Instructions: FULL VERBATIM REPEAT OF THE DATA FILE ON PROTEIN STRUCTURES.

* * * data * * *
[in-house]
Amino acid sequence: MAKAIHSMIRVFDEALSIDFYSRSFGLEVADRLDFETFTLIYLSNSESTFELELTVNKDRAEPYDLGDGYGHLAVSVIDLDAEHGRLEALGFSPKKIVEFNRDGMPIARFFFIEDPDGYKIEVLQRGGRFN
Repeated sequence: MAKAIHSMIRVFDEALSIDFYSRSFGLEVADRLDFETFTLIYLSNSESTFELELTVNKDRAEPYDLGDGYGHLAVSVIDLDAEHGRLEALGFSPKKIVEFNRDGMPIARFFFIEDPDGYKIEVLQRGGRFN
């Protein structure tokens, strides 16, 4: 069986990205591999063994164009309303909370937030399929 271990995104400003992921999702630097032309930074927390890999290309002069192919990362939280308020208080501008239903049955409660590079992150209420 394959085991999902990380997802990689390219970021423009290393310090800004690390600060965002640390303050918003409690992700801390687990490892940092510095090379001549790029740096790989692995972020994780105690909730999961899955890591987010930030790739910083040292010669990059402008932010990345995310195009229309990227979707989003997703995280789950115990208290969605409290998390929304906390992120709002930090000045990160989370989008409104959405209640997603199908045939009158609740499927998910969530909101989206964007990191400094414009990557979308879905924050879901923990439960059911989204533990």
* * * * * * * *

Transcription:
[in-house]
Amino acid sequence: MAKAIHSMIRVFDEALSIDFYSRSFGLEVADRLDFETFTLIYLSNSESTFELELTVNKDRAEPYDLGDGYGHLAVSVIDLDAEHGRLEALGFSPKKIVEFNRDGMPIARFFFIEDPDGYKIEVLQRGGRFN
Repeated sequence: MAKAIHSMIRVFDEALSIDFYSRSFGLEVADRLDFETFTLIYLSNSESTFELELTVNKDRAEPYDLGDGYGHLAVSVIDLDAEHGRLEALGFSPKKIVEFNRDGMPIARFFFIEDPDGYKIEVLQRGGRFN
């Protein structure tokens, strides 16, 4: 069986990205591999063994164009309303909370937030399929 271990995104400003992921999702630097032309930074927390890999290309002069192919990362939280308020208080501008239903049955409660590079992150209420 394959085991999902990380997802990689390219970021423009290393310090800004690390600060965002640390303050918003409690992700801390687990490892940092510095090379001549790029740096790989692995972020994780105690909730999961899955890591987010930030790739910083040292010669990059402008932010990345995310195009229309990227979707989003997703995280789950115990208290969605409290998390929304906390992120709002930090000045990160989370989008409104959405209640997603199908045939009158609740499927998910969530909101989206964007990191400094414009990557979308879905924050879901923990439960059911989204533990």